THE fight is on to overturn British Swimming’s decision not to take Selston’s Molly Renshaw to the London Olympics as part of Team GB.
The 16-year-old Derventio eXel star became British champion at Sheffield last weekend with victory in the 200m at the ASA National Championships – the fourth fastest British woman in history in the event.
She finished the final in two minutes 27.72 seconds, more than three seconds clear of her nearest rival, but missed the qualification time of 2.26.89 - just 0.9 seconds outside the A standard Olympics qualification time.
Ironically she has already swum inside that time at the previous qualifier in London in March, but was beaten on the touch by Stacy Tadd.
Derventio head coach Andi Manley said: “Every other country in the world has one trial and the fastest two swimmers are selected if they hit the time. The chance to swim a home Olympics only comes around once in a lifetime and Molly should be given her opportunity because she’s made the qualifying time.”
British Swimming say Renshaw’s London time does not count when it comes to choosing the team, the rules stating that she had to achieve the A standard again in Sheffield where her task was made all the more difficult because Tadd, having already qualified, elected not to swim the event, leaving her without serious competition.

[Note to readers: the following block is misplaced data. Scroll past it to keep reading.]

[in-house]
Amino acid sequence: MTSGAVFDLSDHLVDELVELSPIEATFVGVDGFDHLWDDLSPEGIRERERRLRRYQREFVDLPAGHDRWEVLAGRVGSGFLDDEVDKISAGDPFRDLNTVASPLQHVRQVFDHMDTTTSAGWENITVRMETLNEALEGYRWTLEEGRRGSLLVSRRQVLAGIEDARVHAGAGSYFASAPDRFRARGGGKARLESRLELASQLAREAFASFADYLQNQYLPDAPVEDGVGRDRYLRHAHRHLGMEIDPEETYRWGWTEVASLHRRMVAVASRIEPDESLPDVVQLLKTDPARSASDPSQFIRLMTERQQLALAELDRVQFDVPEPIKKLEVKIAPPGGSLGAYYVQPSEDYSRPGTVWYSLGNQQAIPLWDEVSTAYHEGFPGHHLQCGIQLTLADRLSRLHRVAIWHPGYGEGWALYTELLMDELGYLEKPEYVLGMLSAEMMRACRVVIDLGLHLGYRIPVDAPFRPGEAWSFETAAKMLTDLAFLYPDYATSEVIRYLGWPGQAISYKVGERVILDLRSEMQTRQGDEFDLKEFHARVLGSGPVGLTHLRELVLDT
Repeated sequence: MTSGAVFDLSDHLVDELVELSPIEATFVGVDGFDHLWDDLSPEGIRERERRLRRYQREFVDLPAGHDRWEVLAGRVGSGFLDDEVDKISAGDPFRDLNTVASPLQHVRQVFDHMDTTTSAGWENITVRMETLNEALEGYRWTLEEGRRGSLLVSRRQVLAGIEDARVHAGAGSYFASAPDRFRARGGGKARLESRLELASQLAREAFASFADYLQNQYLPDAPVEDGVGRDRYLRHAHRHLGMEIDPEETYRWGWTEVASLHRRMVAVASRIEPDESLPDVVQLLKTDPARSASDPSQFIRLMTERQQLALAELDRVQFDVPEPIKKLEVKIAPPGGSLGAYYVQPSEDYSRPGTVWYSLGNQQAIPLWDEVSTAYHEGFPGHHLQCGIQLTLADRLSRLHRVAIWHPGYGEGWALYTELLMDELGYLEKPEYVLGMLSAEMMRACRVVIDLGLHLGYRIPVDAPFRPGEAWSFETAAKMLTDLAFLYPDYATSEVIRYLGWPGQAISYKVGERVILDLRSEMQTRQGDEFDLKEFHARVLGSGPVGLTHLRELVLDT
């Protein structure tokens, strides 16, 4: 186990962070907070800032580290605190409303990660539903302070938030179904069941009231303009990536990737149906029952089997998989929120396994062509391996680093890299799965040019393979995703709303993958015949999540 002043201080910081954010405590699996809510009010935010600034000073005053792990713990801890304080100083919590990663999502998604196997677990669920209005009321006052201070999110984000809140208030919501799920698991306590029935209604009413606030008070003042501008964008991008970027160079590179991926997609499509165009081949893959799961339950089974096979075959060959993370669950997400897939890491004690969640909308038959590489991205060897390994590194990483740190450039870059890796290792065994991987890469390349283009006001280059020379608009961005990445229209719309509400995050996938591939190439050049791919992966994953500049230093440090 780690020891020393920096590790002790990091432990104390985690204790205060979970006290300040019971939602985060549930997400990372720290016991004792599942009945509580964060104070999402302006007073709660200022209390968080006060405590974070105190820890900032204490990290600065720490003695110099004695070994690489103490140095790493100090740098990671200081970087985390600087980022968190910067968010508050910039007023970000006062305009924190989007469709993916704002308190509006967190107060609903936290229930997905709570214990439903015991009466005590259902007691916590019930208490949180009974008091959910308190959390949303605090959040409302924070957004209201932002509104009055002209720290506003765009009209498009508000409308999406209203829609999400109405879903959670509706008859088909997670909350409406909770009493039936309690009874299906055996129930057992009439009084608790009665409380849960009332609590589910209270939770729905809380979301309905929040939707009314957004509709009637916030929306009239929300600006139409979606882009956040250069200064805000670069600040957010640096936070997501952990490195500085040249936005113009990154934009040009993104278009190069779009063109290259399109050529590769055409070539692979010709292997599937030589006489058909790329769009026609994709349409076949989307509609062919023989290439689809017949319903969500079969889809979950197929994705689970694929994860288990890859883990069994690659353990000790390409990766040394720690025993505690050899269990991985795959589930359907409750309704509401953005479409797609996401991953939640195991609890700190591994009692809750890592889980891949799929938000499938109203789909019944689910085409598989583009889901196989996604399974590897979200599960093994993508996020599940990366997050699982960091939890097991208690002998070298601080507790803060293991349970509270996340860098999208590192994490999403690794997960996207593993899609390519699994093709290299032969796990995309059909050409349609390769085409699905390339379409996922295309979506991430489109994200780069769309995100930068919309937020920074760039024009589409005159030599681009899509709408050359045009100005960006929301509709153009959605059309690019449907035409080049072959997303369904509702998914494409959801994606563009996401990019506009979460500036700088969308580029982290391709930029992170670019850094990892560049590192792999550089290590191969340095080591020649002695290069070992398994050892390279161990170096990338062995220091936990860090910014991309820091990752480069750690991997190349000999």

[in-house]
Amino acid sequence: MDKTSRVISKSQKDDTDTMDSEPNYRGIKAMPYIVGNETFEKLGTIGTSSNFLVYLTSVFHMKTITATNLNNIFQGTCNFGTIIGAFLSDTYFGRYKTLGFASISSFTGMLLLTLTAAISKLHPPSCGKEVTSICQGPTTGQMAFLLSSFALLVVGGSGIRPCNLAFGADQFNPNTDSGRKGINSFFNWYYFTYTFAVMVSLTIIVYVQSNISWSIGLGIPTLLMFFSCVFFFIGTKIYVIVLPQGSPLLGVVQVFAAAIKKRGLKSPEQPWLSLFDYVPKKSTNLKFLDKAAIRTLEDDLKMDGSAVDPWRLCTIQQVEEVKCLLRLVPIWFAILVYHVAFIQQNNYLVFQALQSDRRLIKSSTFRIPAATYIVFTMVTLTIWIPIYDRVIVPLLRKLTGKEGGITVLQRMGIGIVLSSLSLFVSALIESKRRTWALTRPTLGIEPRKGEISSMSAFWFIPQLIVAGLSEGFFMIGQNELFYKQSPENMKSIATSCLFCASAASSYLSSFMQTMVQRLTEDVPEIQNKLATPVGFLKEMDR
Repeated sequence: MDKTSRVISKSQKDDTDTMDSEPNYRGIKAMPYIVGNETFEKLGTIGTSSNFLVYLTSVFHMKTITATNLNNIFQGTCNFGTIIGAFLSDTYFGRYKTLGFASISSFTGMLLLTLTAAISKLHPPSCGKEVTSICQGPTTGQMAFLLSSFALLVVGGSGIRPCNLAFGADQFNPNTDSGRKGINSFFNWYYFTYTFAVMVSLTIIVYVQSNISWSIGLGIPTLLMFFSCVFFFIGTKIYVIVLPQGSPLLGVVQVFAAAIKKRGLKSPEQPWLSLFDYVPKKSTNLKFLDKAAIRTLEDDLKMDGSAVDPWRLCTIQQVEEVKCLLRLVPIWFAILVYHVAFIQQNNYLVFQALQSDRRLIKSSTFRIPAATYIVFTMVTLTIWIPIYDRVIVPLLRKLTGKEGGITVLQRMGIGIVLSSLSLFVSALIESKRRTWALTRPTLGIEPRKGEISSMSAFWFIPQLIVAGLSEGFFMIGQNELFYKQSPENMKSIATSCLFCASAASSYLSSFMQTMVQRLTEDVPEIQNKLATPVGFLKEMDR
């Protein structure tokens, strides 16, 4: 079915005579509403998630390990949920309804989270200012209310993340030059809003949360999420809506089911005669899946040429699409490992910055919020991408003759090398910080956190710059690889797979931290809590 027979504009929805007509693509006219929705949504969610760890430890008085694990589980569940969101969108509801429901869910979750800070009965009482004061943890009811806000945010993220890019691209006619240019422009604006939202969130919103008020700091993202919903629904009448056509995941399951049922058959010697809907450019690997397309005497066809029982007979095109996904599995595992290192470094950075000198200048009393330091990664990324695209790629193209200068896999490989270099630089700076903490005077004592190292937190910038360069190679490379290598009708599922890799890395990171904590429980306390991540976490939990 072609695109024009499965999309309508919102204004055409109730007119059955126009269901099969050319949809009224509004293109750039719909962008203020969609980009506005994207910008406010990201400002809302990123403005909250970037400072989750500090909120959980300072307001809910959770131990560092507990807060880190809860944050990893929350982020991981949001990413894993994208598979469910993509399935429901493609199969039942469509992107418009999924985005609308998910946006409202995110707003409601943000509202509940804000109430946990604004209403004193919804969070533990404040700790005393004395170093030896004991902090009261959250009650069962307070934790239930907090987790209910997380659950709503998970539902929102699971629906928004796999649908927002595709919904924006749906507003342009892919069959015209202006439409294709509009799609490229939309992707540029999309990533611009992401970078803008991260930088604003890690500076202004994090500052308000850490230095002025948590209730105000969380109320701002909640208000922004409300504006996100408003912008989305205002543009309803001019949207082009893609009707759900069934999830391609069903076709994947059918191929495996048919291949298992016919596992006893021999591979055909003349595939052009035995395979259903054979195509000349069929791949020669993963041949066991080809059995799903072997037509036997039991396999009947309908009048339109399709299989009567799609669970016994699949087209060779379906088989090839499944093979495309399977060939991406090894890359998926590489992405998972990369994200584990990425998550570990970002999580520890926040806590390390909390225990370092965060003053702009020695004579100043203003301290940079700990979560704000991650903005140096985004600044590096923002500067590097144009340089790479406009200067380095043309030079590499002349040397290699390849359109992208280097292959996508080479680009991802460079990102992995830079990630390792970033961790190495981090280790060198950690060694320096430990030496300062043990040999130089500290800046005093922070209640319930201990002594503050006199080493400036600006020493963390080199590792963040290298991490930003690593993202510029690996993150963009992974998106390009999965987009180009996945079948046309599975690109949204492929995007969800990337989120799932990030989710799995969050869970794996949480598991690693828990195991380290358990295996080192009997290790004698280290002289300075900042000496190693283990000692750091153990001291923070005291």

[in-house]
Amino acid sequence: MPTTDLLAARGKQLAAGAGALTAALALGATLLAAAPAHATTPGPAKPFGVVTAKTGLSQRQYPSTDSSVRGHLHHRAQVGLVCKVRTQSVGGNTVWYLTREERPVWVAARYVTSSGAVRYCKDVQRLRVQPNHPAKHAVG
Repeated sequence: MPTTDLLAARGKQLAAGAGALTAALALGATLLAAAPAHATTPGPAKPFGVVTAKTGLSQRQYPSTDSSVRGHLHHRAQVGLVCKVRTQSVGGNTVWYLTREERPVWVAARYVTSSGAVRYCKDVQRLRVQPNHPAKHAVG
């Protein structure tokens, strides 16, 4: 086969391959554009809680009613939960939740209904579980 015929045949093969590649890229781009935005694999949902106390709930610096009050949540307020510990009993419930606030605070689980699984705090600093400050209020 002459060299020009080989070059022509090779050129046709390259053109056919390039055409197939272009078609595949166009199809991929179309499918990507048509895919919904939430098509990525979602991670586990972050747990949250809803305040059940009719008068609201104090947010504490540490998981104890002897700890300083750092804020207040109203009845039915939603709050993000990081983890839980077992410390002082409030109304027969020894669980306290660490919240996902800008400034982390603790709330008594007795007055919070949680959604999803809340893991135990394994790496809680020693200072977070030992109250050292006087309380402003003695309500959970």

Andi said: “They are right in that, reading their selection policy, Molly hasn’t met one of the massive list of criteria on there.
“We are arguing that their policy is flawed and biased towards certain swimmers.
“I can’t believe it is right to have a policy that lets someone in Molly’s situation slip through the net.
“As it stands Molly will be sat at home this summer watching TV while there will be a vacant lane sitting there in the race at the Olympics. It just doesn’t make sense.”
The initial appeal was rejected on Wednesday so the team are now calling on British Swimming to appoint an independent legal panel from a sports resolution group to review the situation.
They could decide there are no grounds for the appeal or call for a hearing so both sides can put their case.
The final hope would be to challenge the decision legally and take the fight to a court of arbitration.
“That would be very much a last resort and not one we would want to go down if we didn’t have to,” added Andi.